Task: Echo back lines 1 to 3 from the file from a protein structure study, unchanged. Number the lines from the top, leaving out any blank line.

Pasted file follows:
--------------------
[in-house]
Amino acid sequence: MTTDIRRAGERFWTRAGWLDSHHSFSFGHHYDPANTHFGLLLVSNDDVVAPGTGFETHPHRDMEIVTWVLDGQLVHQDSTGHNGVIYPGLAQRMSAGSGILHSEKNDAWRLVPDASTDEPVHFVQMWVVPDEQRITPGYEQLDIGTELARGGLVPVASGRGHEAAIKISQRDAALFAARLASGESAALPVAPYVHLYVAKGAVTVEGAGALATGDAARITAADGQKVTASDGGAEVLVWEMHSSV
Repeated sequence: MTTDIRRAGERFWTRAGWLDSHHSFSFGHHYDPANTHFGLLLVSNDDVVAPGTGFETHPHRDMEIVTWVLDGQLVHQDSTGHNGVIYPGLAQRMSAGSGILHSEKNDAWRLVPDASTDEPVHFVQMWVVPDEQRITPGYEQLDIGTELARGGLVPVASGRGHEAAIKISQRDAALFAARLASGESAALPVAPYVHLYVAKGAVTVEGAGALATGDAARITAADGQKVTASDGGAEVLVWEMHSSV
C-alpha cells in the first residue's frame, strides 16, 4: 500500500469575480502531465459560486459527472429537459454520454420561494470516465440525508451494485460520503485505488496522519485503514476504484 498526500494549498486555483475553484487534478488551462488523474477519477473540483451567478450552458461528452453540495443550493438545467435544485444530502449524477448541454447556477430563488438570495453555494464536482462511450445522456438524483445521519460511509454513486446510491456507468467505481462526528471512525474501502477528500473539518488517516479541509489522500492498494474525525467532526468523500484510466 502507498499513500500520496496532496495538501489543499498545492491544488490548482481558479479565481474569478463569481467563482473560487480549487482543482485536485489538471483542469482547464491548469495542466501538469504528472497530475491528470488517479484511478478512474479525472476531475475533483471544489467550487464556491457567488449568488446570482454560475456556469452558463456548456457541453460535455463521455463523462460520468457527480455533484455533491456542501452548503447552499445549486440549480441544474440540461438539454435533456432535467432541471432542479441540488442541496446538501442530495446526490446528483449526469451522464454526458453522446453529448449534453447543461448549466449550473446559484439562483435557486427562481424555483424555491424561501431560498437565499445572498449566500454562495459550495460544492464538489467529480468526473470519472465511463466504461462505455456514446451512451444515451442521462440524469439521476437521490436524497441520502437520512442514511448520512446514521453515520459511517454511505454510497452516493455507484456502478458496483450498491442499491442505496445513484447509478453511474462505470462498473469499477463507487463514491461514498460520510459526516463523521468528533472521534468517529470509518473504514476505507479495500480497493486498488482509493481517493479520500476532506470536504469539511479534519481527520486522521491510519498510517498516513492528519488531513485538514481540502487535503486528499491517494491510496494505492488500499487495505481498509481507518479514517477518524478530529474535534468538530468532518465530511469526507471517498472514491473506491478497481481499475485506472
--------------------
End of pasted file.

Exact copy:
[in-house]
Amino acid sequence: MTTDIRRAGERFWTRAGWLDSHHSFSFGHHYDPANTHFGLLLVSNDDVVAPGTGFETHPHRDMEIVTWVLDGQLVHQDSTGHNGVIYPGLAQRMSAGSGILHSEKNDAWRLVPDASTDEPVHFVQMWVVPDEQRITPGYEQLDIGTELARGGLVPVASGRGHEAAIKISQRDAALFAARLASGESAALPVAPYVHLYVAKGAVTVEGAGALATGDAARITAADGQKVTASDGGAEVLVWEMHSSV
Repeated sequence: MTTDIRRAGERFWTRAGWLDSHHSFSFGHHYDPANTHFGLLLVSNDDVVAPGTGFETHPHRDMEIVTWVLDGQLVHQDSTGHNGVIYPGLAQRMSAGSGILHSEKNDAWRLVPDASTDEPVHFVQMWVVPDEQRITPGYEQLDIGTELARGGLVPVASGRGHEAAIKISQRDAALFAARLASGESAALPVAPYVHLYVAKGAVTVEGAGALATGDAARITAADGQKVTASDGGAEVLVWEMHSSV